But let's have a look at three basic hybrid cases:

1) a=1, b=0 (Elliptic/Euclidean or EP ["P" for "parabolic"])
Here, the projection surface is a cylinder x^2 + z^2 = 1. Antipodal points of this cylinder are identical.

2) a=1, b=-1 (Elliptic/hyperbolic or EH)
Here, the projection surface is a one-sheet hyperboloid x^2 - y^2 + z^2 = 1. Antipodal points are identical. (Here, once again, we could have various other cases by setting a and b to other pairs of positive/negative number.)

3) a=0, b=-1 (Euclidean/hyperbolic or PH)
Here, the projection surface is a hyperbolic cylinder x^2 - z^2 = -1. Since this has two sheets, we don't need to concern ourselves with antipodal points.

When I looked at these, I realized something. These cases fill in some unused options for structure of geometric infinity.

For any projection surface, you can separate the lines through origin (i.e. points of projective plane) into three categories:
REAL points (line intersects the projection surface)
IDEAL points (line doesn't intersect the projection surface but is asymptotic to it, i.e. comes arbitrarily close to it)
ULTRAIDEAL points (line doesn't intersect the projection surface and has some minimum distance from it).

In elliptic geometry, all points are real. Euclidean geometry has infinitely many ideal points that lie on a single ideal line. And all other points are real -- there are no ultraideal points in Euclidean geometry. Hyperbolic geometry has also infinitely many ideal points, but they don't lie on a line: they lie on a conic. Furthermore, real points of hyperbolic plane lie inside that conic; points outside the conic are ultraideal.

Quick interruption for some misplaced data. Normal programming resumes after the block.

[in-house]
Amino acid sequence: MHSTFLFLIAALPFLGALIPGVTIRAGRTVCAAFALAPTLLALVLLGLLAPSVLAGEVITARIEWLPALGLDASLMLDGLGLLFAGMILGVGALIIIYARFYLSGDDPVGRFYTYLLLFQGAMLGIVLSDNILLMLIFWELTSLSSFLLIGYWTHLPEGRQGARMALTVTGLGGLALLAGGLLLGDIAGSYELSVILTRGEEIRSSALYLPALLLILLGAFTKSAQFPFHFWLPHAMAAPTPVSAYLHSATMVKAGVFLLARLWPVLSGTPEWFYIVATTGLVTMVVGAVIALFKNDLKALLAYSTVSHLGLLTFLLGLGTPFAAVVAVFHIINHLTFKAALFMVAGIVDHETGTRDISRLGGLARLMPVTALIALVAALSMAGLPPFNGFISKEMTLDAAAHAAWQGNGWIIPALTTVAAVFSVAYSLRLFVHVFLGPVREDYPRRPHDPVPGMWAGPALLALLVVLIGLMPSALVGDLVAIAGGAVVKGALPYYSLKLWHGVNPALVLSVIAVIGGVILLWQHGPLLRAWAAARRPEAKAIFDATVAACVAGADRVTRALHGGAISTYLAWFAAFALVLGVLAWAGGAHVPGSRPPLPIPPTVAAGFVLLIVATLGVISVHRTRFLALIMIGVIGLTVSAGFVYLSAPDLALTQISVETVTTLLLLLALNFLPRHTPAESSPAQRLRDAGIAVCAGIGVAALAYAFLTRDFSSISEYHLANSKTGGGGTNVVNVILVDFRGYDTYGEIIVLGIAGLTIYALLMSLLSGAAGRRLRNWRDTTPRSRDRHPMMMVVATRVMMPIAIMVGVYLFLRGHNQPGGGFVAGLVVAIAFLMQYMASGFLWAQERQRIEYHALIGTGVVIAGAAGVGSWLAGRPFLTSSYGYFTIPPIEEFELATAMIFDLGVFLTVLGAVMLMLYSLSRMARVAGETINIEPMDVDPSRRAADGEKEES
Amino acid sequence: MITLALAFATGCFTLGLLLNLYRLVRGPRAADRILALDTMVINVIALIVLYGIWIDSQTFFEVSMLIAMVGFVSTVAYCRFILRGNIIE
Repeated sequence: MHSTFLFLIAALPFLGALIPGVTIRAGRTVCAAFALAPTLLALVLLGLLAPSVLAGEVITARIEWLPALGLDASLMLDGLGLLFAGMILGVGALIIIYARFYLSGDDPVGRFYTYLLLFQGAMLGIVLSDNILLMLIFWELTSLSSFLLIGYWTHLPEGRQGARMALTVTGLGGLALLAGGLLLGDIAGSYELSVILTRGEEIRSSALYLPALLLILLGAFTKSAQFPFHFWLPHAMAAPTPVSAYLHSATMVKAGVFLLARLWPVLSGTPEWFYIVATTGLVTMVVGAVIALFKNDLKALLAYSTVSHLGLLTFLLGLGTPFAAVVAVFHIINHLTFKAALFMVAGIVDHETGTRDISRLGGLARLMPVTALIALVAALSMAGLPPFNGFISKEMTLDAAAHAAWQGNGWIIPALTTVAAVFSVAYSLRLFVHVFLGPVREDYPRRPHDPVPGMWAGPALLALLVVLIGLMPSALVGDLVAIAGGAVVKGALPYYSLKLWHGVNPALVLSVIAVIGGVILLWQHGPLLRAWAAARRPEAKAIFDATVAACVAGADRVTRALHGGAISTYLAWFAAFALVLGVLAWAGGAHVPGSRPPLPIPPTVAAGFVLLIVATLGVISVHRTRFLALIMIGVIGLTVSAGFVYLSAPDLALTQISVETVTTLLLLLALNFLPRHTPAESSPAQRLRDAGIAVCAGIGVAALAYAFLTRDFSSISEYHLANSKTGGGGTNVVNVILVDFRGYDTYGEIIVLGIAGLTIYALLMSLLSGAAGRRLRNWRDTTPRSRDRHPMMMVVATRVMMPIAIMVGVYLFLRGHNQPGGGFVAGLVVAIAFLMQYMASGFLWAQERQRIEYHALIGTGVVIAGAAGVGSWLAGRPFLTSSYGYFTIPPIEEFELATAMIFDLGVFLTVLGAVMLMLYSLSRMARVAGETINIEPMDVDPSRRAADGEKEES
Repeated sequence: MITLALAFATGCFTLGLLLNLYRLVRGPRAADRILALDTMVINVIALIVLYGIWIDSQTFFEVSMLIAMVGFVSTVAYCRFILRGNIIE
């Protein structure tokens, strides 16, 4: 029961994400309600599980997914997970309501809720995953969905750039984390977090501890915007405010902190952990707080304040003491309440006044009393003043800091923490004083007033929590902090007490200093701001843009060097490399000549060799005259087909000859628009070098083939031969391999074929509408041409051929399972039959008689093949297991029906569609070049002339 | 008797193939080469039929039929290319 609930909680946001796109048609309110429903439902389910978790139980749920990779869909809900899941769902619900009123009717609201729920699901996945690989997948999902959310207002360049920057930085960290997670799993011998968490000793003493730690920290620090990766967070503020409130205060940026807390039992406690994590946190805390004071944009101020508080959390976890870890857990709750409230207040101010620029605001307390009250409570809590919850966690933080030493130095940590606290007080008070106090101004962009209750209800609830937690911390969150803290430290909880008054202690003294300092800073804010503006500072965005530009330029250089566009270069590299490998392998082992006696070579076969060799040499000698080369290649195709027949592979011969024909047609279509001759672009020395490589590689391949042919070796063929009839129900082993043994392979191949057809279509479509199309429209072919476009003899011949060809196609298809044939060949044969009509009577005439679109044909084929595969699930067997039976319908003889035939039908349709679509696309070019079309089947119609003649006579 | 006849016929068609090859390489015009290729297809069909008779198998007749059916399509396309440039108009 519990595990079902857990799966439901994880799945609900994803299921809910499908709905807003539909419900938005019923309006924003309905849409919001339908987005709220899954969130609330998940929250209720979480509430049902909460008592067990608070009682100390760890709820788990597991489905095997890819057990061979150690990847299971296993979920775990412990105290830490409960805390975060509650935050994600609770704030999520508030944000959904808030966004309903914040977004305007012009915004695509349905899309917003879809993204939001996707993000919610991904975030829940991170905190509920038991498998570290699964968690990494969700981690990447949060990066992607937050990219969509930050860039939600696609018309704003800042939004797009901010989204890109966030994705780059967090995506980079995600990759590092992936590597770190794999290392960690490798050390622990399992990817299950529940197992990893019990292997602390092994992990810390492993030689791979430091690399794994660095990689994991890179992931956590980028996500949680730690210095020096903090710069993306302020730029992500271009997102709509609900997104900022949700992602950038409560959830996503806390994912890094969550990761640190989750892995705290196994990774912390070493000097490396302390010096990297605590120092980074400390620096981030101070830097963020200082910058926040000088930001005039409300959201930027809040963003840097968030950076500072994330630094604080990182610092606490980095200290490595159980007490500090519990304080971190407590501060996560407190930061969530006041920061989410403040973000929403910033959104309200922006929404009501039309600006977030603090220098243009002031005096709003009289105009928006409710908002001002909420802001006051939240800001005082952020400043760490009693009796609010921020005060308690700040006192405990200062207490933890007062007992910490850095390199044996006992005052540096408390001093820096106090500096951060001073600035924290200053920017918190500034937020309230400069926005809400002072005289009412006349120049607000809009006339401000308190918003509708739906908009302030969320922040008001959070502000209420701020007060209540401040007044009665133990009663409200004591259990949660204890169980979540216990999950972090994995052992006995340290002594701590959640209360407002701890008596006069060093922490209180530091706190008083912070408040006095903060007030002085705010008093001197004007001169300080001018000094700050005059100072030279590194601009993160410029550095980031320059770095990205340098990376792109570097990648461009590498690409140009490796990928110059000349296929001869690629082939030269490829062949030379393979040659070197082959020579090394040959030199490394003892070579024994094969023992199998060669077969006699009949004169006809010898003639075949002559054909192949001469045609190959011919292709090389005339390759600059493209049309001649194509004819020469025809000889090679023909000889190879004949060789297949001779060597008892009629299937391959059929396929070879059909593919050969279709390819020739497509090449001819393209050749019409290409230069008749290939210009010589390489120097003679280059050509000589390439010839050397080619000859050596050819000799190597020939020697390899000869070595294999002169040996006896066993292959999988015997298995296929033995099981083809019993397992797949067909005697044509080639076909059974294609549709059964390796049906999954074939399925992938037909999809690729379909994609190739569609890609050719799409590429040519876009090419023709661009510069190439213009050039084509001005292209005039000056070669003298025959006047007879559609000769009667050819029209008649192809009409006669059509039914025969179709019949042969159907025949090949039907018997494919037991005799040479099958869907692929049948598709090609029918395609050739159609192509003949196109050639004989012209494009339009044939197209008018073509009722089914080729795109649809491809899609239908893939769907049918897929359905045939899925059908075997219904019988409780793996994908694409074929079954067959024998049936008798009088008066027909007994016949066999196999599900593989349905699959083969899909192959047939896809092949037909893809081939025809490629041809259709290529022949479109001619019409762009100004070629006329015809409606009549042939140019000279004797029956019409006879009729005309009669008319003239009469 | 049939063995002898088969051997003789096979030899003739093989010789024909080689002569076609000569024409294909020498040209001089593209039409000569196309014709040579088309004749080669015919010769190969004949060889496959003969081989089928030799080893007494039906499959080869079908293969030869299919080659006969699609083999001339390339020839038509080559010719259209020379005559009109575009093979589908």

These three hybrid geometries, however, have other arrangements.

First, apart from three kinds of points, there are also three kinds of lines. Elliptic lines contain no ideal points; they are closed and finite. Parabolic lines contain a single ideal point, while hyperbolic lines contain two ideal points. Of course, elliptic geometry contains only elliptic lines, Euclidean geometry only parabolic lines, and hyperbolic geometry only hyperbolic lines.

EP geometry has a single ideal point. It has elliptic and parabolic lines. Each pair of lines intersects, except for pairs of parabolic lines which are parallel. This geometry has a weird system of conics: there are two kinds of ellipses (depending on whether the ideal point is outside or inside the ellipse). One has finite inside, which is normal, but the other has finite OUTSIDE. Since the part of the plane outside of the ellipse has no ideal points, it must be finite.